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Sunday, March 22, 2015

Article Abstract: Can Post-Valuation Events Impact Estate Tax valuation?

 

TITLE

Use  of Foreseeable Postmortem  Events  In Valuing  Estate

AUTHOR(S)

Audrey G. Young

PUBLICATION

Estate Planning Journal, April 2015

PUBLISHER

WG&L

ABSTRACT (Key Points & Discussions)

    • There is disparate case law on whether post-death events are admissible in determining value at death for estate tax purposes. Examples of relevant cases include:
      • Estate of Gilford (Tax Court): “In general, property is valued as of the valuation date on the basis of market conditions and facts available on that date without regard to hindsight. However, we have held that postmortem events can be considered by the Court for the limited purpose of establishing what the willing buyer and seller's expectations were on the valuation date and whether these expectations were reasonable and intelligent.”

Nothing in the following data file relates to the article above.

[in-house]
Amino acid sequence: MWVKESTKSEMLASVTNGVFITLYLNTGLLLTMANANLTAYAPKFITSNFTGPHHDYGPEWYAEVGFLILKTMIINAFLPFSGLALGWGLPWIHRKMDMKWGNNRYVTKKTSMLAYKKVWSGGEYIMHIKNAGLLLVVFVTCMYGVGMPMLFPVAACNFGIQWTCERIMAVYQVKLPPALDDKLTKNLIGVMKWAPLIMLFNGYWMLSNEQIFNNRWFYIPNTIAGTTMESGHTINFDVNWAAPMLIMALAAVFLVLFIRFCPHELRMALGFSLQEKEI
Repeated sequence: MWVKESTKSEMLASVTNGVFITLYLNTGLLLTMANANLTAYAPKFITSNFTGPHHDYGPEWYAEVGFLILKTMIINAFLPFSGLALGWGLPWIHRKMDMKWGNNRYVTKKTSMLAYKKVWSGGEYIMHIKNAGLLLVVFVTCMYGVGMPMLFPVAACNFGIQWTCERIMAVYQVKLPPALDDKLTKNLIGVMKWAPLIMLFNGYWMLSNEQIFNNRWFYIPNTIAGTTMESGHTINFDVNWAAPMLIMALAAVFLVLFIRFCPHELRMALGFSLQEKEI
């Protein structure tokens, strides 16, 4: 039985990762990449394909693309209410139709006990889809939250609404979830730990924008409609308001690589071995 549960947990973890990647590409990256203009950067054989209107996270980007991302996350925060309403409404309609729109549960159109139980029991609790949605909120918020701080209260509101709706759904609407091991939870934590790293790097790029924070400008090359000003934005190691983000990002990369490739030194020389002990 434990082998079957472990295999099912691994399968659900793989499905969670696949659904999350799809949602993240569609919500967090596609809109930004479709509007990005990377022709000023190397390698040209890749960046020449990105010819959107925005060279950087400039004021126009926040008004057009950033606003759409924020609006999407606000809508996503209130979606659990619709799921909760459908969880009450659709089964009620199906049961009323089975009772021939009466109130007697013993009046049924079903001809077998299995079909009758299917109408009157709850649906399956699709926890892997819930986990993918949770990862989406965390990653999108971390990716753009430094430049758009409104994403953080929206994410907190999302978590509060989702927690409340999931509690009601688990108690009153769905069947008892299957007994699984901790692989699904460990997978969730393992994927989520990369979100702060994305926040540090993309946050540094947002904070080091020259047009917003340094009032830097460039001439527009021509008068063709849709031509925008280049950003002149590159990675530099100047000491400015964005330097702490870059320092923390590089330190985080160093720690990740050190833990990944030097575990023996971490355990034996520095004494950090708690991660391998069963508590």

• Bank of Kenosha (7th Cir.): Subsequent sales prices relevant to what a hypothetical buyer might have agreed to, absent any exogenous shocks.
      • Saltzman (2nd Cir): Sales price 7 months after valuation not admissible since sale was not foreseeable on the valuation date.
      • Trust Services of America, Inc. (9th Cir.): "reasonably foreseeable" analysis applied to exclude evidence of postmortem merger.
      • Okerlund (Federal Circuit): Subsequent events may be admissible even when of low probative value due to intervening events if the possibility of such events would have affected the price. “Valuation must always be made as of the donative date relying primarily on ex ante information; ex post data should be used sparingly. As with all evidentiary submissions, however, the critical question is relevance.”
    • There is a mismatch in allowing the IRS to consider post-death events for gross estate valuation purposes, but to disregard contingent or uncertain deduction amounts under Section 2053 regulations.
    • These issues are being raised in the estate administration of Michael Jackson, and involve some very big tax numbers - so litigation and new case law may be coming.

RESEARCH TAGS

Valuation

 

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